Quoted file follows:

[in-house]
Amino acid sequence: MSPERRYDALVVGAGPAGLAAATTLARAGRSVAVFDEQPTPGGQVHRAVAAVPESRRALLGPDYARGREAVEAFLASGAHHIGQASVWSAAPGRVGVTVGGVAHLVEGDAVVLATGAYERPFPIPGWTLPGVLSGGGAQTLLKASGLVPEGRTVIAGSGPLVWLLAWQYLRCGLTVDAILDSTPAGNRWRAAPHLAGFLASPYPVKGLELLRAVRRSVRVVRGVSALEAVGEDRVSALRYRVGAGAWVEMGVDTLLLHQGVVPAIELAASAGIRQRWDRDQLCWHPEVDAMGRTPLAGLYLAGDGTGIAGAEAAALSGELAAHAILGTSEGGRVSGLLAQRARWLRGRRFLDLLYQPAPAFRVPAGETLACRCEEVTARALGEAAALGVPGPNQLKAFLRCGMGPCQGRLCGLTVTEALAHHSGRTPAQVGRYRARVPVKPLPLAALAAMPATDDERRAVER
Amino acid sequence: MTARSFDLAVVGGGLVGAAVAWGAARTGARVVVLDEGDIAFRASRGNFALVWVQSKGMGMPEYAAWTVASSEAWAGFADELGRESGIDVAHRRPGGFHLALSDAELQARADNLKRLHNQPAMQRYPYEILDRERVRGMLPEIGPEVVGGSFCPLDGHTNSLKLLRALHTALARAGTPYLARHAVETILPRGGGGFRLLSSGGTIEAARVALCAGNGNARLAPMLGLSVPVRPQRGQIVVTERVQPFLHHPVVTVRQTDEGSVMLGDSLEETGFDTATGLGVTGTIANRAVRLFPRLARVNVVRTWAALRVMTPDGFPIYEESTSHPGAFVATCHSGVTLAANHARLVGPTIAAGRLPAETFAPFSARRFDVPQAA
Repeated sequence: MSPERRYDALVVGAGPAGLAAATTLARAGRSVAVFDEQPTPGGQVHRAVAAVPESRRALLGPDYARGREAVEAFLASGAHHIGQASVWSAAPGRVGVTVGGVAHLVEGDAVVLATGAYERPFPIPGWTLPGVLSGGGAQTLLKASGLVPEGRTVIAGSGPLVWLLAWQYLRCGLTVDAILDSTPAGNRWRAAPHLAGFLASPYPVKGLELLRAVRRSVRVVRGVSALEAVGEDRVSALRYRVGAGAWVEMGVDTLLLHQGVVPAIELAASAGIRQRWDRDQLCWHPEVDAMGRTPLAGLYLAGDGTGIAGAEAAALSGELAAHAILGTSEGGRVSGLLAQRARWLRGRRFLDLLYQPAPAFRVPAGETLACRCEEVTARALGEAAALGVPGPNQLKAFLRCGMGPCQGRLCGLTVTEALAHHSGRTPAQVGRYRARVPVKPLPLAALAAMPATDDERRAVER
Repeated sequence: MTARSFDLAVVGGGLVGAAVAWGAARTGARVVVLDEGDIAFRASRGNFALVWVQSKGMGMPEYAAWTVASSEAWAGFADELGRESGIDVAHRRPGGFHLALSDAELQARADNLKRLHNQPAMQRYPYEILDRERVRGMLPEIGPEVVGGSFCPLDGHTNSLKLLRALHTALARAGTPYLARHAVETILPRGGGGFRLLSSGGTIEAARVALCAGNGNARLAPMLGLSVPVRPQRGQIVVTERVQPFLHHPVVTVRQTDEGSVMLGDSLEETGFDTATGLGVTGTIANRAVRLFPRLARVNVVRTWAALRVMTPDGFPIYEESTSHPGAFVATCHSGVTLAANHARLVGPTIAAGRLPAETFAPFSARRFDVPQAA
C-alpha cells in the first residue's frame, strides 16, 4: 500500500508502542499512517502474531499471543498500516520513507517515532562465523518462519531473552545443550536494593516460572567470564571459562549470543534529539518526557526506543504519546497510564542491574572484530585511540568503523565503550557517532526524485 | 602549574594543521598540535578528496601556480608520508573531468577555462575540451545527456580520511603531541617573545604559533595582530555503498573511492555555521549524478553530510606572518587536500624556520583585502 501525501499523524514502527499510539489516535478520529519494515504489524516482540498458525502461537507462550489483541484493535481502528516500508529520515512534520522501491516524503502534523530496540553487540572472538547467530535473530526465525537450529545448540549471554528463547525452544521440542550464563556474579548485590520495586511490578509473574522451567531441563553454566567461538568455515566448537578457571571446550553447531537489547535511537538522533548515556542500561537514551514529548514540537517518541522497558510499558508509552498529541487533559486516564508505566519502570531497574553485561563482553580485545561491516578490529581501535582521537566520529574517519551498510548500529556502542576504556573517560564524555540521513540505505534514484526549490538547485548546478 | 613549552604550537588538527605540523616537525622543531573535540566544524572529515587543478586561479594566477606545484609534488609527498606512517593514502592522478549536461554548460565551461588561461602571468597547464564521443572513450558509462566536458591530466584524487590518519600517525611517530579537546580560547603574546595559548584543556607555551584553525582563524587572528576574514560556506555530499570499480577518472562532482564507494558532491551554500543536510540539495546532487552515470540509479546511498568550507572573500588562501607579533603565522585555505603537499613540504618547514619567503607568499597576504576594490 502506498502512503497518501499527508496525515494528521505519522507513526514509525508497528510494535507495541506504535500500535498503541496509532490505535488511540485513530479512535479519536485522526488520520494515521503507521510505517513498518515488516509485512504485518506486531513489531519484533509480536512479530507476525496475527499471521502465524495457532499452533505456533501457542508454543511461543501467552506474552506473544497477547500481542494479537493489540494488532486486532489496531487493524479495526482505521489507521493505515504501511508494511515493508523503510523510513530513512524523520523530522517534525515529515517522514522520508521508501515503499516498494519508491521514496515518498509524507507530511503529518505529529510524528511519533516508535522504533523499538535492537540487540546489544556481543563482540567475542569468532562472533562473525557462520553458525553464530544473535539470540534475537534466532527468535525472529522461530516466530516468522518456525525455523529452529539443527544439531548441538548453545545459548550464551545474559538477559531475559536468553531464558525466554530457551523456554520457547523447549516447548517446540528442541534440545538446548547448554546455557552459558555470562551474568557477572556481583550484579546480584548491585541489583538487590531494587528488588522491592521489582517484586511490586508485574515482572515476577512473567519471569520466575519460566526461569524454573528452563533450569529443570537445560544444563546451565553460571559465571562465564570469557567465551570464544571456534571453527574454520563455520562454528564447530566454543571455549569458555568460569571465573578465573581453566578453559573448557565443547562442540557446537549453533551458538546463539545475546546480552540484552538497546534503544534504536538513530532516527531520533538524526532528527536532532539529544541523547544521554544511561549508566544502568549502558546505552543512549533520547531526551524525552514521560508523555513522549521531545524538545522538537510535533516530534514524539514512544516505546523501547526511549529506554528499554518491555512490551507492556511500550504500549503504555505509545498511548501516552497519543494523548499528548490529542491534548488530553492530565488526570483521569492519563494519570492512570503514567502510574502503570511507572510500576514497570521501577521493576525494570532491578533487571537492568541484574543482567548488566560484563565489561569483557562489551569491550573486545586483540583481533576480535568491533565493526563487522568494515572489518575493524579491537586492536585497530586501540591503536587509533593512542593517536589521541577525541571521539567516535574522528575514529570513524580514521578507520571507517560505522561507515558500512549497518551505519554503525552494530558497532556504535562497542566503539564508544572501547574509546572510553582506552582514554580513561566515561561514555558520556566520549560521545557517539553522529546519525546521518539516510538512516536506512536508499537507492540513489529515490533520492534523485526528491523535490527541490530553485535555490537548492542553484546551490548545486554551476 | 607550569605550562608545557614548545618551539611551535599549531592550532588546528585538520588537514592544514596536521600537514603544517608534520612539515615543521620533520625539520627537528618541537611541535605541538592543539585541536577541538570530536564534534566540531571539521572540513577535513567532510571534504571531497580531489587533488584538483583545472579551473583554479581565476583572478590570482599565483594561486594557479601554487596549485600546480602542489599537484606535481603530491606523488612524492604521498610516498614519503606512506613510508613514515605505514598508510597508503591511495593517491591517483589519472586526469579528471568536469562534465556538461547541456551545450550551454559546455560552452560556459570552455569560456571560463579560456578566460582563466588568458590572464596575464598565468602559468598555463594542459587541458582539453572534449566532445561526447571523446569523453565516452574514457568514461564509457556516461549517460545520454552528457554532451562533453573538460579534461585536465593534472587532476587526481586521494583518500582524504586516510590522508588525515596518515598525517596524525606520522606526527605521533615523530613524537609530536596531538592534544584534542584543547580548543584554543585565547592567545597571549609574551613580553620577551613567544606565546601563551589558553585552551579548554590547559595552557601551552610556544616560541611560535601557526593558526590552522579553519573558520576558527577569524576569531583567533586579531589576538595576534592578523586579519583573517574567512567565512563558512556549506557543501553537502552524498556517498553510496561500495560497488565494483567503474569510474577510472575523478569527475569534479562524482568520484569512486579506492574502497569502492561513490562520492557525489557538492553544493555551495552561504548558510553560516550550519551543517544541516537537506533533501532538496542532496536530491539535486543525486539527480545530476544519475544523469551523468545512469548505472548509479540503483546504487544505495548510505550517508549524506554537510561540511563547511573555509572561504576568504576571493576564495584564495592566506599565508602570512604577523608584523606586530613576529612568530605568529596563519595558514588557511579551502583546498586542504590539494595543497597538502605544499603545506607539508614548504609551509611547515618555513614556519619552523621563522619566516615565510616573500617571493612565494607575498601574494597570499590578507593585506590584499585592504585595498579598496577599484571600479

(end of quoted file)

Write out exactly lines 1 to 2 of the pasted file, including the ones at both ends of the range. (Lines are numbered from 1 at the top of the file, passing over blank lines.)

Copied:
[in-house]
Amino acid sequence: MSPERRYDALVVGAGPAGLAAATTLARAGRSVAVFDEQPTPGGQVHRAVAAVPESRRALLGPDYARGREAVEAFLASGAHHIGQASVWSAAPGRVGVTVGGVAHLVEGDAVVLATGAYERPFPIPGWTLPGVLSGGGAQTLLKASGLVPEGRTVIAGSGPLVWLLAWQYLRCGLTVDAILDSTPAGNRWRAAPHLAGFLASPYPVKGLELLRAVRRSVRVVRGVSALEAVGEDRVSALRYRVGAGAWVEMGVDTLLLHQGVVPAIELAASAGIRQRWDRDQLCWHPEVDAMGRTPLAGLYLAGDGTGIAGAEAAALSGELAAHAILGTSEGGRVSGLLAQRARWLRGRRFLDLLYQPAPAFRVPAGETLACRCEEVTARALGEAAALGVPGPNQLKAFLRCGMGPCQGRLCGLTVTEALAHHSGRTPAQVGRYRARVPVKPLPLAALAAMPATDDERRAVER